• Do your research to find what days of the week and times of the day work best for your audience. If your audience consists of multiple major industries, send them different newsletters at different times, or even on different days. Chances are, the ideal send times aren’t the same (and the different industries are probably interested in different content too).
  • Test the send times. Just because it works best in that industry study doesn’t mean it’s perfect for your audience. Strategically try different days, times or both to see what works best for your readers.
  • Don’t be SPAMMY. Be aware of the other emails scheduled by your organization, and time your newsletter accordingly. Sending a newsletter once a month is plenty, so there is more than enough time to plan a send date.

Learn from the Ghosts of Newsletter Past

The wheel was already created. Roll with it. Sending a successful newsletter is complicated enough, so don’t try to create something new every single month; you’ll never have time to do any other marketing. In order to do this, analytics are a must. Look at delivery rates to see if your vanity email is marked as spam or open rates to see if questions work better than statements in the newsletter’s subject lines. Include hyperlinks to understand what topics readers were interested in, where you should include your most important content and how long people looked at your email. Did they read it? Skim it? Or just open it because they can’t stand to have notifications in their email? Then ask yourself how you can improve or leverage strategies that already worked.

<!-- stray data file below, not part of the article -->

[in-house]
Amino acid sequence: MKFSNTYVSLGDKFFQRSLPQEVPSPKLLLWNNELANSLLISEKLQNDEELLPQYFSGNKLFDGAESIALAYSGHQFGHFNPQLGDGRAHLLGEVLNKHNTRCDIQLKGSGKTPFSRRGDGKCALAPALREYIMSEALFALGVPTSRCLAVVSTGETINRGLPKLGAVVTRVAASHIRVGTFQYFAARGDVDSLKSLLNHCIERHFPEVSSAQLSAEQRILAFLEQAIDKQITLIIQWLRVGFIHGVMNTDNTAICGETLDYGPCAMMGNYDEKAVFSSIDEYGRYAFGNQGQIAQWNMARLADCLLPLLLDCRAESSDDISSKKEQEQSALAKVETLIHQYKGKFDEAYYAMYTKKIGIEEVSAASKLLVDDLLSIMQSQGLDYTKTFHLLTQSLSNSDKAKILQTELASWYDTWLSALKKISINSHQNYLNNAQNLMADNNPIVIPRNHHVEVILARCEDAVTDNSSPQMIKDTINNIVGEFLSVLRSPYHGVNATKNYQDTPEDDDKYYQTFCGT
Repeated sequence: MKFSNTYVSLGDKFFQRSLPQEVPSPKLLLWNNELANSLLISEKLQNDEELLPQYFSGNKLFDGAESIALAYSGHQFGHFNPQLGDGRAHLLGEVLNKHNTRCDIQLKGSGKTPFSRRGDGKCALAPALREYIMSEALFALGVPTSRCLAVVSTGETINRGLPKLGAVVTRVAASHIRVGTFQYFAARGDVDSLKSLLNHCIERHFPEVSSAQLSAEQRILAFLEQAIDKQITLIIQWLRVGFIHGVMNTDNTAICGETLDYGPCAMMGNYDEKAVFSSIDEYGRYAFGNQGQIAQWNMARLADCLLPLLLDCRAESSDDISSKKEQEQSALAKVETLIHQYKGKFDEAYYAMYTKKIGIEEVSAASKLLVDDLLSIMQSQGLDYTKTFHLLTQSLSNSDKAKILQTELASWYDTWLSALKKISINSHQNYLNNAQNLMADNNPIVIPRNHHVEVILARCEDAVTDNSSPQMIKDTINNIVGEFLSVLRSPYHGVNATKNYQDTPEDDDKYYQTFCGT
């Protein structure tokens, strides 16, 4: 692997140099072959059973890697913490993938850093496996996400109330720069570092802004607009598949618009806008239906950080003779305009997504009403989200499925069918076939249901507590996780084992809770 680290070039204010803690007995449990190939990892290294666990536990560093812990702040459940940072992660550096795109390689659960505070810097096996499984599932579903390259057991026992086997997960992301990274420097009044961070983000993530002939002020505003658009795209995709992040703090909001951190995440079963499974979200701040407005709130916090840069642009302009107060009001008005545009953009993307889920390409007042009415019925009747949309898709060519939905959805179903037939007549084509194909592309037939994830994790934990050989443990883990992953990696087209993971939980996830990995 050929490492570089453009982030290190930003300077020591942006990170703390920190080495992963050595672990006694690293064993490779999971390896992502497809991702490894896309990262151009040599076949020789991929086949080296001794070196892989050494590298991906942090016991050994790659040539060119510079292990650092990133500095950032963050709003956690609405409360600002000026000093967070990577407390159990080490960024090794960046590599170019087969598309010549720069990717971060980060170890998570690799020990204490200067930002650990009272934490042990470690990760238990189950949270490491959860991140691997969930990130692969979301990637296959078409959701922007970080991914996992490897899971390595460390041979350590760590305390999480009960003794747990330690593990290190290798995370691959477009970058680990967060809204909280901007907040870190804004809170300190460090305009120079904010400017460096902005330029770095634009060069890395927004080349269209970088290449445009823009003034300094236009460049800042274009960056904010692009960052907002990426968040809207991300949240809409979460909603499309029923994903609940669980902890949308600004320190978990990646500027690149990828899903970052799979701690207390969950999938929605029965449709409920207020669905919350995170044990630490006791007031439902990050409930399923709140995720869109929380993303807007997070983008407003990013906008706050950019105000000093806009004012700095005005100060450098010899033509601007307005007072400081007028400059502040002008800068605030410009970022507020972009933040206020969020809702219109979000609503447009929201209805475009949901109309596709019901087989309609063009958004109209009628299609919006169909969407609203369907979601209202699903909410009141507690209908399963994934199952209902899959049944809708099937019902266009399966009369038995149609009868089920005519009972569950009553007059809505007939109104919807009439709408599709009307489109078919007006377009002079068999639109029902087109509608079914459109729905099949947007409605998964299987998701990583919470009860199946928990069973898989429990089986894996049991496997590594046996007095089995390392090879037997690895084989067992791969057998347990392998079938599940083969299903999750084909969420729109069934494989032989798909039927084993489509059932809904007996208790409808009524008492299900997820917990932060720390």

Good luck, newsletter gurus. Let me know what your go-to newsletter tips are or, if you have any questions, let’s solve some newsletter problems below! Next, it’s time you find out…are you spamming your database? Better to know the truth than live a lie!